SingPost looks to e-commerce as mail volumes drop

(From left) Dr Hermione Parsons, director and associate professor at the Institute for Supply Chain and Logistics of Victoria University, PSA International group CEO Tan Chong Meng and SingPost group CEO Wolfgang Baier at the World Congress of the In
(From left) Dr Hermione Parsons, director and associate professor at the Institute for Supply Chain and Logistics of Victoria University, PSA International group CEO Tan Chong Meng and SingPost group CEO Wolfgang Baier at the World Congress of the International Federation of Freight Forwarders Associations. -- PHOTO: SINGAPORE LOGISTICS ASSOCIATION

Singapore Post (SingPost) believes e-commerce - helping businesses sell goods online - is the way to go as it grapples with continually declining mail volumes.

SingPost group chief executive Wolfgang Baier told a conference yesterday the company faces many challenges in its traditional mail business.

Fewer people send letters nowadays, but costs have also risen, service expectations are higher, and the market is liberalised so SingPost must watch out for competition.

But that does not mean that the end is nigh for the $2.4 billion company.

Dr Baier said that SingPost will "protect the core" of the mail business and the digital mail platform.

The majority of the company's revenue and operating profit still comes from its mail business.

But the company will also "grow the wings" which include its logistics and e-commerce units, and the retail and financial services operations at outlets such as its post offices.

Dr Baier said Singapore is the "ideal hub for e-commerce", a fast-growing industry especially in Asia.

The company's e-commerce services include helping other firms to transport their goods between countries, storing goods in warehouses and delivering them to customers.

SingPost also helps firms with digital marketing, and managing their online stores and payments.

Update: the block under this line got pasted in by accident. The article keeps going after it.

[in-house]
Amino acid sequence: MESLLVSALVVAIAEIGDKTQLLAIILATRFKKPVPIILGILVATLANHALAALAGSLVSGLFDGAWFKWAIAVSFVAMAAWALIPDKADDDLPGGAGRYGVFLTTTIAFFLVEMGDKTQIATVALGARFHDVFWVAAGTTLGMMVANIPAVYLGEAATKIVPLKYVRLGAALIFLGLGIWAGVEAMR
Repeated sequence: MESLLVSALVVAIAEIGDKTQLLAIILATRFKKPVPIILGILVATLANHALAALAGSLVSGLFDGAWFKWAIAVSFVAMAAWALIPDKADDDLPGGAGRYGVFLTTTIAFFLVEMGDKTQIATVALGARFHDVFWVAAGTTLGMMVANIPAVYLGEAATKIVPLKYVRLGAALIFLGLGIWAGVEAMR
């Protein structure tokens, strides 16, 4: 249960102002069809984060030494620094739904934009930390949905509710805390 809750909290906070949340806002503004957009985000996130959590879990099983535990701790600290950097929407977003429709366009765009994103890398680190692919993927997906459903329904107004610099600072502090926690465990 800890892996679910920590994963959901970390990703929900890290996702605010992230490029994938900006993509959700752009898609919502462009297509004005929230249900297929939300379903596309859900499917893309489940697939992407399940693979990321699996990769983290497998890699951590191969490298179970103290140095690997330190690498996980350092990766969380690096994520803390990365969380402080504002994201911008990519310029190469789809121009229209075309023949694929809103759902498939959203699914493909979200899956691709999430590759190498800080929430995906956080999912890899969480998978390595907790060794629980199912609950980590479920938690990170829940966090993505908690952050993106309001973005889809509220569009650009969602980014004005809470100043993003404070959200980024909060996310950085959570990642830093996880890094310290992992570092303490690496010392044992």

Dr Baier was speaking at the World Congress of the International Federation of Freight Forwarders Associations, which is being held in Singapore this year.

The event, at the Suntec Singapore Convention & Exhibition Centre, is being hosted by the Singapore Logistics Association and will close on Saturday.

Another speaker, PSA International's group chief executive Tan Chong Meng, highlighted some key lessons that the port operator has learnt since it started expanding overseas in 1996.

PSA has invested in its core business of port terminals, and over the years sold its businesses in other areas such as property, he said.

The company has also invested in operations that complement its ports, such as an inland container depot in Thailand.

"In many countries the associated logistics is a key accompaniment to a successful port; in fact they can't do without each other," he said.

PSA ensures that knowledge and expertise is transferred across its ports in various countries.

It also works with global partners such as shipping lines and other port groups.

Transport Minister Lui Tuck Yew told the conference that Singapore is a good launching pad to take advantage of the growth opportunities in Asian markets.

"Beyond raising productivity and efficiency, we are planning and investing ahead to ensure Singapore remains an attractive and competitive hub in the long term," he said, highlighting Singapore's large investments in the aviation and maritime sectors.

jonkwok@sph.com.sg